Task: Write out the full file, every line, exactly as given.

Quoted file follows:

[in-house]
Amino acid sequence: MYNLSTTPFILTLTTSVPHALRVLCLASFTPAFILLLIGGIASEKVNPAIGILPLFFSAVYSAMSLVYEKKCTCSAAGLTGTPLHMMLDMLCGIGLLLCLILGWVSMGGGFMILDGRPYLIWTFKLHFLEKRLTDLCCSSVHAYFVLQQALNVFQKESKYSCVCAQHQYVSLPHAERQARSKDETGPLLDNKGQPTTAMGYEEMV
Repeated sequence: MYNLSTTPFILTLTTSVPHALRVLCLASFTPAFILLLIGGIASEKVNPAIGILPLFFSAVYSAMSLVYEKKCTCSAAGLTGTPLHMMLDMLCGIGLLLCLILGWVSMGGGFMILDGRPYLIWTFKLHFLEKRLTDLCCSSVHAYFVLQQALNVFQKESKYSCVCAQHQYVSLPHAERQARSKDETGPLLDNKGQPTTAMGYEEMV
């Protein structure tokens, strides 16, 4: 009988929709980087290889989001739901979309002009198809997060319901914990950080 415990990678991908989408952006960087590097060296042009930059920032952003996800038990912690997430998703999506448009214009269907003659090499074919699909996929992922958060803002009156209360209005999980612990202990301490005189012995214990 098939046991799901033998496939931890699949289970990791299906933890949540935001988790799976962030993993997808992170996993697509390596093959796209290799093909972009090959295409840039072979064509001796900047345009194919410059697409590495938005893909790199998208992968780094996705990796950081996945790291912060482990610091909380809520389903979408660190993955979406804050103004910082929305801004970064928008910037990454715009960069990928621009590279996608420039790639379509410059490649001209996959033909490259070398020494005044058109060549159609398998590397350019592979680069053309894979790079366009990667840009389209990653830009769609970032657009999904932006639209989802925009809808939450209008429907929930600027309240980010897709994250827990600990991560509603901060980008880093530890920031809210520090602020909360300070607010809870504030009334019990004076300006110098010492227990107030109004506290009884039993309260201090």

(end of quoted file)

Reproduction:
[in-house]
Amino acid sequence: MYNLSTTPFILTLTTSVPHALRVLCLASFTPAFILLLIGGIASEKVNPAIGILPLFFSAVYSAMSLVYEKKCTCSAAGLTGTPLHMMLDMLCGIGLLLCLILGWVSMGGGFMILDGRPYLIWTFKLHFLEKRLTDLCCSSVHAYFVLQQALNVFQKESKYSCVCAQHQYVSLPHAERQARSKDETGPLLDNKGQPTTAMGYEEMV
Repeated sequence: MYNLSTTPFILTLTTSVPHALRVLCLASFTPAFILLLIGGIASEKVNPAIGILPLFFSAVYSAMSLVYEKKCTCSAAGLTGTPLHMMLDMLCGIGLLLCLILGWVSMGGGFMILDGRPYLIWTFKLHFLEKRLTDLCCSSVHAYFVLQQALNVFQKESKYSCVCAQHQYVSLPHAERQARSKDETGPLLDNKGQPTTAMGYEEMV
């Protein structure tokens, strides 16, 4: 009988929709980087290889989001739901979309002009198809997060319901914990950080 415990990678991908989408952006960087590097060296042009930059920032952003996800038990912690997430998703999506448009214009269907003659090499074919699909996929992922958060803002009156209360209005999980612990202990301490005189012995214990 098939046991799901033998496939931890699949289970990791299906933890949540935001988790799976962030993993997808992170996993697509390596093959796209290799093909972009090959295409840039072979064509001796900047345009194919410059697409590495938005893909790199998208992968780094996705990796950081996945790291912060482990610091909380809520389903979408660190993955979406804050103004910082929305801004970064928008910037990454715009960069990928621009590279996608420039790639379509410059490649001209996959033909490259070398020494005044058109060549159609398998590397350019592979680069053309894979790079366009990667840009389209990653830009769609970032657009999904932006639209989802925009809808939450209008429907929930600027309240980010897709994250827990600990991560509603901060980008880093530890920031809210520090602020909360300070607010809870504030009334019990004076300006110098010492227990107030109004506290009884039993309260201090």